The ‘gender pay gap’ does not reveal the many other ways women lose out in the workplace. Women are more likely than men to be employed in part-time roles and tend to be socialised into taking on unpaid roles such as caring for children and elderly relatives. In fact, according to an article in Fortune magazine by Melinda Gates, globally women are estimated to spend an average of 4.5 hours per day on unpaid work, with the difference even greater in the developing world – in India for example women are thought to undertake 6 hours of unpaid work each day with men carrying out less than one hour. The tendency for women to be engaged in unpaid domestic work starts early in life – American girls typically spend around 2 hours more on chores than boys and are paid 15% less for doing so. Moreover, when women do participate in the world of work, they tend to be concentrated in low paid and lower skilled roles often referred to as the ‘Five C’s’ – cleaning, catering, clerical, cashiering (retail) and caring work.
An article in the Independent newspaper on 23rd November claiming that ‘nasty’ women get paid more offers little consolation. Telling women to alter their behavior to be more aggressive in order to be paid more is frankly insulting. Women and men bring different skills and experiences to the workplace and these should be valued equally. Reducing, and ultimately eliminating, the gender pay gap will not be achieved simply by instructing women to behave differently. Instead, a fundamental shift in how we view women and work is required. For example, increased opportunities for flexible working practices could be one possible solution – unaffordable childcare costs is believed to be the main reason why so many women are working part-time. In addition, a recognition that raising a family counts as work and extending the forthcoming policy for companies with over 250 staff to reveal the difference in pay between male and female employees to all companies regardless of size would go some way to narrow the gender pay gap.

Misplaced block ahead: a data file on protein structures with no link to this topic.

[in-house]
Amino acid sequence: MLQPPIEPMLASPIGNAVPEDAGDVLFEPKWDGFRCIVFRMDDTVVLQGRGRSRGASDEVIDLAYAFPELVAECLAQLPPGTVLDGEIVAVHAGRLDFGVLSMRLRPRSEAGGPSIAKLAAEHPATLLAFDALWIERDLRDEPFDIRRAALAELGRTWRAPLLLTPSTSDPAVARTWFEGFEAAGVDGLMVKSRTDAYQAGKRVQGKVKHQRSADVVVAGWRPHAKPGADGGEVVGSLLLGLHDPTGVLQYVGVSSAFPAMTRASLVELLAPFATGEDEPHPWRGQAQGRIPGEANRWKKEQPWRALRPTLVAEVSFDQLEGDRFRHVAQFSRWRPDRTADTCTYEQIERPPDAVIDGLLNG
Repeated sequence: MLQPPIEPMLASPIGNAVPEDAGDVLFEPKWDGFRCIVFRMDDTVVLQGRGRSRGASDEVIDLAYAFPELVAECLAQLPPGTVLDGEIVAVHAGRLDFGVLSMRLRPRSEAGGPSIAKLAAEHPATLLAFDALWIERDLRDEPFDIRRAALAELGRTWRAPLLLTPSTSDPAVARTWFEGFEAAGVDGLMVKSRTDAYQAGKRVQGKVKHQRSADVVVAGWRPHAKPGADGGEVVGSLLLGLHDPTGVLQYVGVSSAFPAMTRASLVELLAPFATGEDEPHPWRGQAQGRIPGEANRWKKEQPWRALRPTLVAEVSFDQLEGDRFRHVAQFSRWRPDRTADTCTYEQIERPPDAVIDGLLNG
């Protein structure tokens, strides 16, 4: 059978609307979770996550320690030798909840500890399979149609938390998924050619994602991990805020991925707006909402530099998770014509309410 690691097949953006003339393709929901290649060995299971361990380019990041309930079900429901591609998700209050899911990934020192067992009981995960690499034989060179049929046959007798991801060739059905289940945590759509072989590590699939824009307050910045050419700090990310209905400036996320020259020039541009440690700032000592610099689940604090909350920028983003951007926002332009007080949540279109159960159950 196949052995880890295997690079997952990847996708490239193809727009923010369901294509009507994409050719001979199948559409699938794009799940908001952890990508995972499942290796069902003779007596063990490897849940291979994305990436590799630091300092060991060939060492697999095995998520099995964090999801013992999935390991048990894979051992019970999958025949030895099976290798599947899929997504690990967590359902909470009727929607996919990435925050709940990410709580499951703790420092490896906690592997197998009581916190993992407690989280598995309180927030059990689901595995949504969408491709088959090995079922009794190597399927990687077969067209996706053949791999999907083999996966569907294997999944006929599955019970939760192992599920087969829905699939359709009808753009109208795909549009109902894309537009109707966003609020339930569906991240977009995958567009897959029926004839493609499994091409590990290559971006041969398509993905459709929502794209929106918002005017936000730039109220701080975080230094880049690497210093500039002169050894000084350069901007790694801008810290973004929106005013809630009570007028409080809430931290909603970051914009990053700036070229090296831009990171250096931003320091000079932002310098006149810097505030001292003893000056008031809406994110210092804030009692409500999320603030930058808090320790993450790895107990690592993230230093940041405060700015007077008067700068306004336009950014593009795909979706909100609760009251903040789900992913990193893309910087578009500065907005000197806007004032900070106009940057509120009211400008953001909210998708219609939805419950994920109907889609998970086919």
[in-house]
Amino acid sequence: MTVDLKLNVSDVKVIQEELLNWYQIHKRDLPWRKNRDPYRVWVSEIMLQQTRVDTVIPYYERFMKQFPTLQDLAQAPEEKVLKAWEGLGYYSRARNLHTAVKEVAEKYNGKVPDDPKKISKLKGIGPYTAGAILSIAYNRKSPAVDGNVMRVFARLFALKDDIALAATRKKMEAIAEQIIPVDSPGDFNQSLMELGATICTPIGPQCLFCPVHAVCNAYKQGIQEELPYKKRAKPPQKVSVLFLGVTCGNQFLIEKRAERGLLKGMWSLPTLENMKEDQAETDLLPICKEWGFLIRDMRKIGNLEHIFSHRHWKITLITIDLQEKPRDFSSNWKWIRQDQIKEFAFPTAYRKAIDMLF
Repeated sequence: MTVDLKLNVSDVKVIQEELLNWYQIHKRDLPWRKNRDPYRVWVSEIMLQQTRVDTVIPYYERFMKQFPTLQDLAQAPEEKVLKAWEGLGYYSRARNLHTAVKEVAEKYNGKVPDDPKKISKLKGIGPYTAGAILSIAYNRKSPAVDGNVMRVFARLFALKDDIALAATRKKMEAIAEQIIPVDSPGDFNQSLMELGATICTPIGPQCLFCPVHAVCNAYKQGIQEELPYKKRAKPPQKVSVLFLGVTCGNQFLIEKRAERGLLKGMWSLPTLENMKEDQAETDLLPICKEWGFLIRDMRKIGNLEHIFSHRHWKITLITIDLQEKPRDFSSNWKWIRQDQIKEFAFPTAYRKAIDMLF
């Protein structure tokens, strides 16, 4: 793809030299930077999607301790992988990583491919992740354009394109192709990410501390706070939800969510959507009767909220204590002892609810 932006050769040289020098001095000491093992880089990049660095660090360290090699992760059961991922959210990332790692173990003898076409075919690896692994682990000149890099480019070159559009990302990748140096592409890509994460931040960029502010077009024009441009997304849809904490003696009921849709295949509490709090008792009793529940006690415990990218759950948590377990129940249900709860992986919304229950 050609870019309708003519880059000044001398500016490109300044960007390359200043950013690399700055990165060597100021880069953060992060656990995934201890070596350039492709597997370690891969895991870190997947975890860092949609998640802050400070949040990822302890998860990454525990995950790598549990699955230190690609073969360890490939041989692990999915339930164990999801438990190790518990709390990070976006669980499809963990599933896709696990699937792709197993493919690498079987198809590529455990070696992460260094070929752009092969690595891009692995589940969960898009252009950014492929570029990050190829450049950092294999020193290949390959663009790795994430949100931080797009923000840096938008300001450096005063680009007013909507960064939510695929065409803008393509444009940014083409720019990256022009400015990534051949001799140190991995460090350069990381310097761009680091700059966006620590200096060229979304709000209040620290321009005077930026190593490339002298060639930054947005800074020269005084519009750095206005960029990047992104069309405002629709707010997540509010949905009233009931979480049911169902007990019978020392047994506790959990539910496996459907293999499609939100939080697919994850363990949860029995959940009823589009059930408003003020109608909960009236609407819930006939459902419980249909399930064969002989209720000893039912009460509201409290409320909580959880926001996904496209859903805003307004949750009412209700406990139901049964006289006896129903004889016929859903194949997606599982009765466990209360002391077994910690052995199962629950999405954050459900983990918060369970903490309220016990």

We also need to consider the role of education in reducing income inequality between men and women. Although some progress has been made towards getting more women to study STEM subjects after years of young women being pushed towards ‘traditional’ female careers, there is still a significant gender divide – according to Equate Scotland just 5% of engineers are women. There is zero evidence to suggest that women are any less competent than their male counterparts yet women consistently are found to be absent from the higher paying STEM industries and less likely to be in management roles across all sectors. Until we start viewing women’s work as equal to men’s work, not only will women continue to be paid less, but our economic growth will not reach its full potential. Therefore, the responsibility is on us all to create a more equal world for women so we no longer have to say things like ‘Prepare your daughter for working life – give her less pocket money than your son’.